Everything, Always, Everywhere
I just finished Rafaël Rozendaal’s new monograph “Everything, Always, Everywhere” and I am baffled that this book exists as a traditional paper art book from an small publisher. On paper. Like a cave painting.
The book includes a number of critical essays, an interview, photographs of gallery installations and other physical works, and also screen prints of many of his websites.
How is this not an app? Why is this not an ebook? Such a wasted opportunity! I can imagine an ebook where one page is a scrolling essay accompanied by audio of the author reading aloud. I can imagine turning the page to reveal a video of a net-art-website in motion. But no, it’s paper.
My favorite essay is by Kodama Kanazawa entitled “A hint of Japan in the works of Rafaël Rozendaal”. The essay is written first in English, followed by a translation in Japanese. It’s interesting to flip through the Japanese text to find a URL in English or one of Rozendaal’s off-kilter haiku. It’s the visual equivalent to hearing your name uttered from across the room.
The worst essay is by Christine Paul, “Remotely Distant Never Nowhere: The art of Rafaël Rozendaal”. It’s tedious museum-speak. It lost me particularly because of this passage:
“The simultaneously cartoonish and painterly language of Rozendaal’s net art projects is created through his use of vector animation, which allows for a cleaner, smoother, motion than moving pixels since images rendered and resized using mathematical rather than stored pixel values.”
This is both false and wrong. How are pixels “moved” if not mathematically? By nudging them with a pencil? Vector graphics are geometric shapes defined by points and mathematical curves and lines, yes. This much is true. But vector graphics (and video and 3D graphics) they are converted to 2D pixels to appear on a screen. Remember - “pixels” is short for “picture element”.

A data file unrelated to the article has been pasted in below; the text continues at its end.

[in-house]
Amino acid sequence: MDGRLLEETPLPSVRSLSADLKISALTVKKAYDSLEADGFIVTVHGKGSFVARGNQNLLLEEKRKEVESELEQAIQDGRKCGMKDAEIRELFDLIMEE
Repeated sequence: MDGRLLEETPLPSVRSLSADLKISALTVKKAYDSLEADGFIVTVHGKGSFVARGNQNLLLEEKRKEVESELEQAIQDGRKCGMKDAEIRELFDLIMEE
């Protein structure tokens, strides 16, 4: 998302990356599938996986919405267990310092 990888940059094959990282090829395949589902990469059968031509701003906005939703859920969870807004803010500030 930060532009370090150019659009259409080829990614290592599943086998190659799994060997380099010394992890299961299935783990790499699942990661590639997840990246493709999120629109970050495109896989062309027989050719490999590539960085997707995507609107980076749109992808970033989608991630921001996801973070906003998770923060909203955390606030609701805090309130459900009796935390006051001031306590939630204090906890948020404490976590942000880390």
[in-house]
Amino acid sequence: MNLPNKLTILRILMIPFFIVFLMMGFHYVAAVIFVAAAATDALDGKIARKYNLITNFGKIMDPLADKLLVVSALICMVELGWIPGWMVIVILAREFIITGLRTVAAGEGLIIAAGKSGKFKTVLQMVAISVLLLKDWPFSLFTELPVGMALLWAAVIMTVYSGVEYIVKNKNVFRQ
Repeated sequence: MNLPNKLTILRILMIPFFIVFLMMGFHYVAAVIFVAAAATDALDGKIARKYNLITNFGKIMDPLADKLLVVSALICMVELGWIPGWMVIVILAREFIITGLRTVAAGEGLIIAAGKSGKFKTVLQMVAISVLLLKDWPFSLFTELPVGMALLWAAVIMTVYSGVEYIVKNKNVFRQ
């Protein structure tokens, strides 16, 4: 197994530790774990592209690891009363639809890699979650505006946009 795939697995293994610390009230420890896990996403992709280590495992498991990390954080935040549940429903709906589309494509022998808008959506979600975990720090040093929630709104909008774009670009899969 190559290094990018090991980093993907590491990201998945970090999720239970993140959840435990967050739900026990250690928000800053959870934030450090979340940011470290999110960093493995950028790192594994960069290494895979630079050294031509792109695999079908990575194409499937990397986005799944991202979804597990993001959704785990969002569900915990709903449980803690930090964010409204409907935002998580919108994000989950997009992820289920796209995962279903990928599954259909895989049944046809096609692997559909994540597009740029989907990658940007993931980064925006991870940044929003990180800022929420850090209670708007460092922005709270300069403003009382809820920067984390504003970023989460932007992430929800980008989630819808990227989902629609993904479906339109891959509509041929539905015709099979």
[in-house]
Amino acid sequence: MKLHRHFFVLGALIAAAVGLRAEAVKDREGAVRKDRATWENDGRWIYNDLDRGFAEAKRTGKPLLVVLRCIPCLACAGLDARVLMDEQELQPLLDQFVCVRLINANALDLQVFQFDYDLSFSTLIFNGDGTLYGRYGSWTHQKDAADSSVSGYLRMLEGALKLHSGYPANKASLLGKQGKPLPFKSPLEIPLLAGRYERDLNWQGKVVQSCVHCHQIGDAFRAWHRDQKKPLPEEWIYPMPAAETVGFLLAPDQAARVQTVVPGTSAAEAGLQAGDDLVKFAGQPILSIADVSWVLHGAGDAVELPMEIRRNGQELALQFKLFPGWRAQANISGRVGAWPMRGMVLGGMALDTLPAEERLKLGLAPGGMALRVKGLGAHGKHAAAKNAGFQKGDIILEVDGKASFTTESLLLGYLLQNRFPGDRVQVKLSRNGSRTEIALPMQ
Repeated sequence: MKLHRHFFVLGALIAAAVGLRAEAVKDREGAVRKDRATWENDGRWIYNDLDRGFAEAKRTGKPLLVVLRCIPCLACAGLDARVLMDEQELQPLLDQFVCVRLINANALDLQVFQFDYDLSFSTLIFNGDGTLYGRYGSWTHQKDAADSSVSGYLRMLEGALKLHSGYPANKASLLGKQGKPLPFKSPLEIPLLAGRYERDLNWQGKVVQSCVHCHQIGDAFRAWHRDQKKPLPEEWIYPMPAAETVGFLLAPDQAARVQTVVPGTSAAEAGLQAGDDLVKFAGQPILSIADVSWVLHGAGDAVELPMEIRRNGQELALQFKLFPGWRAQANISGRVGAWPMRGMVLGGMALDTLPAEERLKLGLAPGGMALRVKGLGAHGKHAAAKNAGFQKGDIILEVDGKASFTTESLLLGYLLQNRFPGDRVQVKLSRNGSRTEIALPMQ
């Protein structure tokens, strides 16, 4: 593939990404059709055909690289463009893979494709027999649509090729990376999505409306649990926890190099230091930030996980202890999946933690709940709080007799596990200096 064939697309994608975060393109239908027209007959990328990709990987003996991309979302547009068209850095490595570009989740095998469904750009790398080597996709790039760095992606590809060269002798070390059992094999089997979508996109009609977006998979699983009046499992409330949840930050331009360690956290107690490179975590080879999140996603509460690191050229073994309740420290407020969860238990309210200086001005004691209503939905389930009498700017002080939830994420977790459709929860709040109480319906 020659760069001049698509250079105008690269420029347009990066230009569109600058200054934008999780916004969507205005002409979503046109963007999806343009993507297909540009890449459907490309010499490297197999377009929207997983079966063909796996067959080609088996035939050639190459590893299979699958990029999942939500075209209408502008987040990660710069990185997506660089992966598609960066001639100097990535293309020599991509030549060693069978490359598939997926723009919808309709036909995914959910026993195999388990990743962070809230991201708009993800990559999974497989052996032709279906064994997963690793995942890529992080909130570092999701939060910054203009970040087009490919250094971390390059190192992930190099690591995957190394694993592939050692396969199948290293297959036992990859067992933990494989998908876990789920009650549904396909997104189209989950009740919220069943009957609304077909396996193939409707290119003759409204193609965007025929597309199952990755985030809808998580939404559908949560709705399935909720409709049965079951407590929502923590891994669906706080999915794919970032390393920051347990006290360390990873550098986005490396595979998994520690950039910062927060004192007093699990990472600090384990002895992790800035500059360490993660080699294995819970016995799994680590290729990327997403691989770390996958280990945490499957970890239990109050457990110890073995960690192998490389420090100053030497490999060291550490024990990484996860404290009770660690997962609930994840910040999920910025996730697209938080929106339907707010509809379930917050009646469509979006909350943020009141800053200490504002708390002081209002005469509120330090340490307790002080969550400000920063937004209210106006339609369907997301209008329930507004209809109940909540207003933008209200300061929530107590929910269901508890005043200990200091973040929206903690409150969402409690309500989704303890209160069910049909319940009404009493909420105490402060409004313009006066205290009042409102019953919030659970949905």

That is why it was wrong. It is false because while Rozendaal’s early website projects used Flash, which was a vector animation tool for the web, his current work utilizes the HTML5 canvas element which is a programmatic drawing surface for pixels.
I may have unrealistic demands on an art critic, but I think if you’re going to discuss the technical underpinnings of an artist’s work and how it relates to their influences, you should probably get the facts straight. It’s like saying Andy Warhol was a lithographer.
The book itself is a joyful object, full of different weights and textures of paper. The cover is a reproduction of his popular site http://www.muchbetterthanthis.com/. It has a subtle relief that is pleasing to hold and run your fingers over…which is probably why the monograph is paper and not electronic. It’s a work of art like Rozendaal’s textiles and lenticular prints. But still. I’m disappointed I can’t carry around a portfolio of Rozendaal’s sites on my iPad.